What I am on about is the reasoning abilities of some of these scientists. They're so far into the science and the modeling that they can't see the forest for the trees. They get too complex and complicated before they nut out the basics of the physical processes. Instead of trying to be too intellectual about a problem, they need to step back and think about the basic processes or even speculate about what's probably happening in the first place instead of being surprised about something that should be rather obvious to work out.

If the hot spot which is supposed to be at the antisolar point is offset, then there are a couple of explanations...migration due to large scale turbulence generated by internal forces and/or shallow atmospheric phenomena (i.e. wind/atmospheric circulation). Nothing surprising about that and something that should be expected, given that these planets are being heated (in some cases) to over 2000 degrees and wind velocities approaching 2-4km/s have been determined. These hot spots are most likely being influenced by the interactions between the internal turbulence and the wind shear in the atmospheres of these planets. The amount of offset would be determined by the boundary between the laminar flow of the wind shear and the turbulence being generated as well as isothermal gradients between these zones and the heat transport mechanisms present. It becomes a complex dance between how the heat is being distributed about the planet and the interactions between the atmospheric and internal planetary processes driving the circulation.

It's understanding those models where all the crucial physics and maths enters into the science, not beforehand. It's like putting the cart before the horse. You only need to know why something is possibly/probably happening at first, not the detailed physics behind it...that comes later. You don't work out the thermodynamics and such before saying, "Well, that's why it's happening". You hypothesise first, then do the brain work later.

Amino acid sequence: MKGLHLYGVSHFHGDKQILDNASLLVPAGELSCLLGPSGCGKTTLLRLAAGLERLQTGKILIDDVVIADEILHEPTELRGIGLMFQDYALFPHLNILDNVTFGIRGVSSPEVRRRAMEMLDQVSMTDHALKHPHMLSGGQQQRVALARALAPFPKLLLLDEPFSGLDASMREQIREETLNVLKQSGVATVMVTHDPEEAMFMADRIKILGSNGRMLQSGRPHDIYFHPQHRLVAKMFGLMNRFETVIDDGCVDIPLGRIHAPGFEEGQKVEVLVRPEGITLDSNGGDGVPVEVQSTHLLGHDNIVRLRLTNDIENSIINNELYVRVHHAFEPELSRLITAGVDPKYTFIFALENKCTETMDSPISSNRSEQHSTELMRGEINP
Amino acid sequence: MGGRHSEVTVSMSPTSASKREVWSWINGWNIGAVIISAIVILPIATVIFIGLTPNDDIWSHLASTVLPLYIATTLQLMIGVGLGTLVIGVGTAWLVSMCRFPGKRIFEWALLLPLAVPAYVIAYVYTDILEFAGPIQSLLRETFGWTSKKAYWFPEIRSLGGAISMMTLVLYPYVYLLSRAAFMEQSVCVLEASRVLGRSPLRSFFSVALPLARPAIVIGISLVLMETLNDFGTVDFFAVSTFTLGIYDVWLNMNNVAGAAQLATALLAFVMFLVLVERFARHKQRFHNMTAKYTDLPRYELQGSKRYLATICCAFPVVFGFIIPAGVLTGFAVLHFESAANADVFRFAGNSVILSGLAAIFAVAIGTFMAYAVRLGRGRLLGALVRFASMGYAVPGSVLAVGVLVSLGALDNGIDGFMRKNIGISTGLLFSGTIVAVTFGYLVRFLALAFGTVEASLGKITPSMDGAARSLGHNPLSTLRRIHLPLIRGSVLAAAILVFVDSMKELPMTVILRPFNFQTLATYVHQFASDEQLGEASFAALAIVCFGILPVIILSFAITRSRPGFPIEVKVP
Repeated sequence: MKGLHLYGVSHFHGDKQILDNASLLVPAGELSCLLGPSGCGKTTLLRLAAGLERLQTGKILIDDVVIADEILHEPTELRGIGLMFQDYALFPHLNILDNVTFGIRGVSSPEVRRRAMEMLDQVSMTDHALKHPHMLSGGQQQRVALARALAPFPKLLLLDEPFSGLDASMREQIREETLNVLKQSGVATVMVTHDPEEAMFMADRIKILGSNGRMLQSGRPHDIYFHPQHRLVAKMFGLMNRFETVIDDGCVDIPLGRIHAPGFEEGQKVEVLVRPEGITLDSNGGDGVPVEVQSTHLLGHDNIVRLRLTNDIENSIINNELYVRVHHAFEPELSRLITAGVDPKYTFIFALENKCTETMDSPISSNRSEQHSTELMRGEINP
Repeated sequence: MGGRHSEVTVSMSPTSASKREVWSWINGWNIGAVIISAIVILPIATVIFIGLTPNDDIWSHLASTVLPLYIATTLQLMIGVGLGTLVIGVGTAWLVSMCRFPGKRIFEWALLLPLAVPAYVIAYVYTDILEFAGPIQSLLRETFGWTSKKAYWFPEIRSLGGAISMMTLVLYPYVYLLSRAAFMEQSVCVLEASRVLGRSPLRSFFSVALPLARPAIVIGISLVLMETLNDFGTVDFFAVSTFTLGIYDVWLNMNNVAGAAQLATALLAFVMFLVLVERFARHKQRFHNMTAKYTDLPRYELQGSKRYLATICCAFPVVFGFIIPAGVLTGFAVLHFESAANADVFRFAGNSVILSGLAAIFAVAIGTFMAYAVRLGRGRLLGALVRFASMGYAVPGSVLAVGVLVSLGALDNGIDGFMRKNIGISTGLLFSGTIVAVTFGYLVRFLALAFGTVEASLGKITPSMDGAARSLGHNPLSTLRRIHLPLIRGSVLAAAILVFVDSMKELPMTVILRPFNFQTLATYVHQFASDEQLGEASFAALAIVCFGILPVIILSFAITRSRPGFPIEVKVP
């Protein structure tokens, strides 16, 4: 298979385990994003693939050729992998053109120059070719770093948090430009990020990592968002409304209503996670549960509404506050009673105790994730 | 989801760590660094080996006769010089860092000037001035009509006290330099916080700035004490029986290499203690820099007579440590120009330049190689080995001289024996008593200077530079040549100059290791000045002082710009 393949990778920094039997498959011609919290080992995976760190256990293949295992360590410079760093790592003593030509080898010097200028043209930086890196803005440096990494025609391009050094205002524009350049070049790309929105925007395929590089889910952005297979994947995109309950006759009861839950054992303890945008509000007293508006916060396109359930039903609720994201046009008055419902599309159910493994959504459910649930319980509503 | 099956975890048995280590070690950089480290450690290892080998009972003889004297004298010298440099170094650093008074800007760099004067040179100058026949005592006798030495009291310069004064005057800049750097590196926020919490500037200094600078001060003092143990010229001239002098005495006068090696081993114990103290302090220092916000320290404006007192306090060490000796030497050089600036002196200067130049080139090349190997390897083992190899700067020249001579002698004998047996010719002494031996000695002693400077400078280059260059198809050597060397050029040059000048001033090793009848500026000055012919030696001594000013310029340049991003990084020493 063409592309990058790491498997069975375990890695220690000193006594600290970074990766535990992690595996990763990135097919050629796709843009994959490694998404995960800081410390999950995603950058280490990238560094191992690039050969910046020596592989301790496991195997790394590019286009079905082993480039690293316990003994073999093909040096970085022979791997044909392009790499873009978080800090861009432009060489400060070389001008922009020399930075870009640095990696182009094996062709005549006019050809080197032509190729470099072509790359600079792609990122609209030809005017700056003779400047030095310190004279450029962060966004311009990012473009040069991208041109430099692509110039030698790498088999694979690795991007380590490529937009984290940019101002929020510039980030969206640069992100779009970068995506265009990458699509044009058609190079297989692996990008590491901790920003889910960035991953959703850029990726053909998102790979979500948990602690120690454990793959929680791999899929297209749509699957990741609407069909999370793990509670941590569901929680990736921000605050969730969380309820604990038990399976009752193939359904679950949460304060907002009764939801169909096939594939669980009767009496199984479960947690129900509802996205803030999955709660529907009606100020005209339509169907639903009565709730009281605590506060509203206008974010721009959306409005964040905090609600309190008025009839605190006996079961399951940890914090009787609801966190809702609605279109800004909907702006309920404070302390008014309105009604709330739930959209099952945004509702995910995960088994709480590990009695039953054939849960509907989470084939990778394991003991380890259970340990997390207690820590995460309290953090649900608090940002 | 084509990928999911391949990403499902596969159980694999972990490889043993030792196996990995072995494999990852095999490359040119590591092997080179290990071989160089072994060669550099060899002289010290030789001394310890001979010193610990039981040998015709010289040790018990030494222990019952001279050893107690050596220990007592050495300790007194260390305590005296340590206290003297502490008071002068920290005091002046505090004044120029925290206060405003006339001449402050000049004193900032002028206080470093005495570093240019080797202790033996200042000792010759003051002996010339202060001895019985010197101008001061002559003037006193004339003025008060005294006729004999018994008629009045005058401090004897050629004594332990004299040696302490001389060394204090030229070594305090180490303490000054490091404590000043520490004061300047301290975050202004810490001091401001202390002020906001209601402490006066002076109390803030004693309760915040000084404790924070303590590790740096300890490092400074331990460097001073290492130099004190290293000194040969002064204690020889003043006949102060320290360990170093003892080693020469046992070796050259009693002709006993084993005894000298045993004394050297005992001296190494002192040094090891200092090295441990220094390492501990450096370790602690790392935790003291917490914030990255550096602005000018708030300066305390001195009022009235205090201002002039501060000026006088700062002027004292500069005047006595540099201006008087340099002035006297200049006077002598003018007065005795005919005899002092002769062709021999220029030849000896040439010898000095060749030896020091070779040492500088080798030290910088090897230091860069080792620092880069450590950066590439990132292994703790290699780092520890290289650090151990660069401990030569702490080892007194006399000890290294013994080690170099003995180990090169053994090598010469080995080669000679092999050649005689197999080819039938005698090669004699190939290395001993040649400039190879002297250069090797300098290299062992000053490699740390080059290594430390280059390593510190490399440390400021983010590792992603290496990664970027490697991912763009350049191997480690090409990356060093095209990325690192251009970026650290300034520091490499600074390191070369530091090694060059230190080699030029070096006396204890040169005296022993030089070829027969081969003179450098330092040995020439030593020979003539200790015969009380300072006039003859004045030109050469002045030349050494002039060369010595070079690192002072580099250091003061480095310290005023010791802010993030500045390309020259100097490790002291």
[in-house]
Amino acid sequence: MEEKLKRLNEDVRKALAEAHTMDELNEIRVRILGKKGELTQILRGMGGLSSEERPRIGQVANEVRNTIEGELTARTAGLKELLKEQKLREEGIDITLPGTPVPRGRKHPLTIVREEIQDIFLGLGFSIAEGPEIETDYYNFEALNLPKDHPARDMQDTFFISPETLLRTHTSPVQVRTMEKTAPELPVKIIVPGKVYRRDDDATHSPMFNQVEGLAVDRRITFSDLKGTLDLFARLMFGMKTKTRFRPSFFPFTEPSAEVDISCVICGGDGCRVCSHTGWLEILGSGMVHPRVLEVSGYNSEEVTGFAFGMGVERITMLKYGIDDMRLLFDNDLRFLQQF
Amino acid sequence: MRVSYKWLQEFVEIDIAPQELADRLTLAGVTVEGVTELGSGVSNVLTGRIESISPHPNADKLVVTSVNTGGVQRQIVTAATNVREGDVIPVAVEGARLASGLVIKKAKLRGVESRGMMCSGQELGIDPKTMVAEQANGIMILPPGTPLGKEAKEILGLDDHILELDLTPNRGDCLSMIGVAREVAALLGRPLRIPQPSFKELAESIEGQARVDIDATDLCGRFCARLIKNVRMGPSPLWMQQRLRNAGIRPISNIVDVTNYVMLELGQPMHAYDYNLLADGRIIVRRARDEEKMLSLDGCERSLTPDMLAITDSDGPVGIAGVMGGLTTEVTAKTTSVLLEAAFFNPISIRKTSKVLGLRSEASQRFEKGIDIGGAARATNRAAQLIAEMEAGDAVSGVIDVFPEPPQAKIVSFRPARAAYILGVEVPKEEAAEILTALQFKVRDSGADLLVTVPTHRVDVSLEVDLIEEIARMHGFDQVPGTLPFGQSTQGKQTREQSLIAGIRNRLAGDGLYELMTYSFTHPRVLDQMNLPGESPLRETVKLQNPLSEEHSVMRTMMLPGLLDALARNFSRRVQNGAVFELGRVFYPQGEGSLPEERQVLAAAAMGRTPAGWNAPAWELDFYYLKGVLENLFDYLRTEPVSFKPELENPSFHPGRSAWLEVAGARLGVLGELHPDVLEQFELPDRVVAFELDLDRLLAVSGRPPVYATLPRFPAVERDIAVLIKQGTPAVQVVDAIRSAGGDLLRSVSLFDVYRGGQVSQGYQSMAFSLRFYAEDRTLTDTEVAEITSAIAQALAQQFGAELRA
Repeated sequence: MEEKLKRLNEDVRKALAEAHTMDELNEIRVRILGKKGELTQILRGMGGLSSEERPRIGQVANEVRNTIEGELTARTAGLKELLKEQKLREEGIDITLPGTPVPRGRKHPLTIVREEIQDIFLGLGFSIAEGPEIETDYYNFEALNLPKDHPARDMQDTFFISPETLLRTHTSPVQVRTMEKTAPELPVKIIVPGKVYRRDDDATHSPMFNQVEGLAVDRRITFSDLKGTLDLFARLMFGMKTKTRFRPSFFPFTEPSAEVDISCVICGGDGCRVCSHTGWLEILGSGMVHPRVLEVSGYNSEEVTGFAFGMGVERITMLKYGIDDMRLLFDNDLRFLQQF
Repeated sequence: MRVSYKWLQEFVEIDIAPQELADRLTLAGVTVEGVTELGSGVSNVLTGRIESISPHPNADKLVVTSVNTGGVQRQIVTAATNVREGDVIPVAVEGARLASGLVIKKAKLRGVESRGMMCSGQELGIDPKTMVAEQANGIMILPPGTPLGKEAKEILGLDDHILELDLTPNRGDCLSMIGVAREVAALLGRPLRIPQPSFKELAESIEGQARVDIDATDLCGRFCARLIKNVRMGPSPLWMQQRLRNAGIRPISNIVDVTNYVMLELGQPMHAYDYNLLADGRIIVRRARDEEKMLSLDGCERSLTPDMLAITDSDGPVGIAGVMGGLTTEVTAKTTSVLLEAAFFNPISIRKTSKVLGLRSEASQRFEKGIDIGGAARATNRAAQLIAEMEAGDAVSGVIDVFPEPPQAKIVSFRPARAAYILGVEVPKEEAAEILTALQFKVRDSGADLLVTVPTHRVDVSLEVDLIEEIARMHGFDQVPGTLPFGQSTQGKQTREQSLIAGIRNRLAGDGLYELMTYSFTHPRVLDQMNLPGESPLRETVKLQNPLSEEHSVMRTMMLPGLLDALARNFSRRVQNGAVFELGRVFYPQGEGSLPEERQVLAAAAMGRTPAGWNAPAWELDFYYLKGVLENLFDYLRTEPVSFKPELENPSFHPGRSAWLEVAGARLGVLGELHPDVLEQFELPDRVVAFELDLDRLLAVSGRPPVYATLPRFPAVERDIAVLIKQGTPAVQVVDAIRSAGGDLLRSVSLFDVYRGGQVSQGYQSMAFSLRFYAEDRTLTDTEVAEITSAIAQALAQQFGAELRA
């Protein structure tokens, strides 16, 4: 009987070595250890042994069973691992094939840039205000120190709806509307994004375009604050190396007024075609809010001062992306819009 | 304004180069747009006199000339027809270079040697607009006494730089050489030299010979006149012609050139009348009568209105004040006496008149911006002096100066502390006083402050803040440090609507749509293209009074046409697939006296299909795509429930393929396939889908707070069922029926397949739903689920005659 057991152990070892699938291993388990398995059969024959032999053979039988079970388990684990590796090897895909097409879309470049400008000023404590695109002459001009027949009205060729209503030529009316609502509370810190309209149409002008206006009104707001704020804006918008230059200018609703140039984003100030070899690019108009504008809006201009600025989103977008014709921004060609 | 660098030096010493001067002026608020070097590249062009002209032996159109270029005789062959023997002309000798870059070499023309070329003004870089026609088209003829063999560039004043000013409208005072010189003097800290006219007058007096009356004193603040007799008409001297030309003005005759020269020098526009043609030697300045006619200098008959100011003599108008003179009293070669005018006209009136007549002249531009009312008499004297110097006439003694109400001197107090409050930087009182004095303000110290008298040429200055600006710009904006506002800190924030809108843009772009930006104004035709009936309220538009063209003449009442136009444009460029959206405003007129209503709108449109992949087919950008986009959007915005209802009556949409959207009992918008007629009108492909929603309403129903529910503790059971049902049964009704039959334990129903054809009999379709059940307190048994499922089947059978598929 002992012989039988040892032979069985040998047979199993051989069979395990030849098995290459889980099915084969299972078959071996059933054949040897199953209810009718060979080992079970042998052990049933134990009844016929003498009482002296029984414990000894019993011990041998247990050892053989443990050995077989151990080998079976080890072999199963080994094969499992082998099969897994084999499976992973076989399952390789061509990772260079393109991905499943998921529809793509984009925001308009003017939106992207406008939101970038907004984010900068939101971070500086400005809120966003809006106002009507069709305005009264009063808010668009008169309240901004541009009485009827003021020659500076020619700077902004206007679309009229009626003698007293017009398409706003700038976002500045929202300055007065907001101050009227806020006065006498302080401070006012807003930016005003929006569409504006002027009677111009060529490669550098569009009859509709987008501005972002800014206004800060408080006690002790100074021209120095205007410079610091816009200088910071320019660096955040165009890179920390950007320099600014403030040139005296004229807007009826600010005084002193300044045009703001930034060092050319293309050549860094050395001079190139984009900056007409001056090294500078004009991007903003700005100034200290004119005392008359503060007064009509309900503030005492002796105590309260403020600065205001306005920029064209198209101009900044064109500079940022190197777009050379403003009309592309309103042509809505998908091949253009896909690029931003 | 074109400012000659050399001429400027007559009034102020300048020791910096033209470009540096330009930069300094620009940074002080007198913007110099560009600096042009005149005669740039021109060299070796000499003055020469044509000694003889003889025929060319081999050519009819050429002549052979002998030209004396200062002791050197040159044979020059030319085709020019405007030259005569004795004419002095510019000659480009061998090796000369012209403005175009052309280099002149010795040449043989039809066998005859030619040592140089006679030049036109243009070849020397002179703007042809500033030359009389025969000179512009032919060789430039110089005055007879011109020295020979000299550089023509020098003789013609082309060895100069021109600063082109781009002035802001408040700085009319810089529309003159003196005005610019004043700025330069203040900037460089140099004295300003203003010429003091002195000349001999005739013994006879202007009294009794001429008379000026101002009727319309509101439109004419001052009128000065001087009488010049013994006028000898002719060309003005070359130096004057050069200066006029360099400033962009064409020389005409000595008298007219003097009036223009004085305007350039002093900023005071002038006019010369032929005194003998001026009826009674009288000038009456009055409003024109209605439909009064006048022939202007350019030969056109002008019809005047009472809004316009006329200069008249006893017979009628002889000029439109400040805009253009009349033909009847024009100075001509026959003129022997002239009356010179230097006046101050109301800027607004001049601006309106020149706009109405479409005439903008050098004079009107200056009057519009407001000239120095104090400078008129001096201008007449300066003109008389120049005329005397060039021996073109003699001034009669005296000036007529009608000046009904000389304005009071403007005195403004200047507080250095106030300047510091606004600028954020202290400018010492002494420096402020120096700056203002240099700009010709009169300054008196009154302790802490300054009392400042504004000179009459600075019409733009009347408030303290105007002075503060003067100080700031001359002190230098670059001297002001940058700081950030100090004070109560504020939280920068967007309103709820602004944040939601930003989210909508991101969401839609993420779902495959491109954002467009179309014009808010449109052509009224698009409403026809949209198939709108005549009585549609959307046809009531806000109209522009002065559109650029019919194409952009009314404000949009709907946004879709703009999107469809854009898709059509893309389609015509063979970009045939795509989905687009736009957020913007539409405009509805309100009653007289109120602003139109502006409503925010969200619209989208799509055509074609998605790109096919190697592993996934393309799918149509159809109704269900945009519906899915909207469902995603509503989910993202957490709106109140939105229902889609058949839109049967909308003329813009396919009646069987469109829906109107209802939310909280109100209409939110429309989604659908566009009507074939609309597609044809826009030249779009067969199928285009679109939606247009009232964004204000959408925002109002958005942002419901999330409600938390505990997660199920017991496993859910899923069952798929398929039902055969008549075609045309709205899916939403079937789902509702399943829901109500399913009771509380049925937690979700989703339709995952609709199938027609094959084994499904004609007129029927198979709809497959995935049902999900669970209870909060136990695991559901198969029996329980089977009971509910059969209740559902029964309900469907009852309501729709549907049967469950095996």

17-02-2011, 05:28 PM
Ok. I understand where you're coming from, now.

I also notice that your words don't necessarily apply to the guys who compared these particular models, either (?). Re-reading the journo article, and the published paper, the words about 'surprising findings' only appear in the journo article. From the published paper, nothing particularly surprised the scientists doing the modelling.

One of the aspects they drew attention to is that the initial values assigned to a parameter called 'horizontal dissipation', which translates to 'hyperviscous dissipation rate and time' parameters in the models, can result in agreement between the models, by arbitrarily adjusting the values adopted. They also explain that the magnitude of the horizontal dissipation cannot yet be specified from first principles, which leads to a limitation of their ability to accurately model the atmospheres, especially wind velocities.
Direct wind measurements from transit observations of extrasolar planets is what they need which highlights the need to link the models back into the real exo-planet world.

I whole-heartedly agree that linkages of models back into the real world, is crucial .. and I might even admit .. is of first order importance in the modelling game. How many times have we seen certain groups of folk create an 'equivalent model' which is reasonably consistent within the bounds of the model .. but has no evidence or quantified relationships with the real physical world ?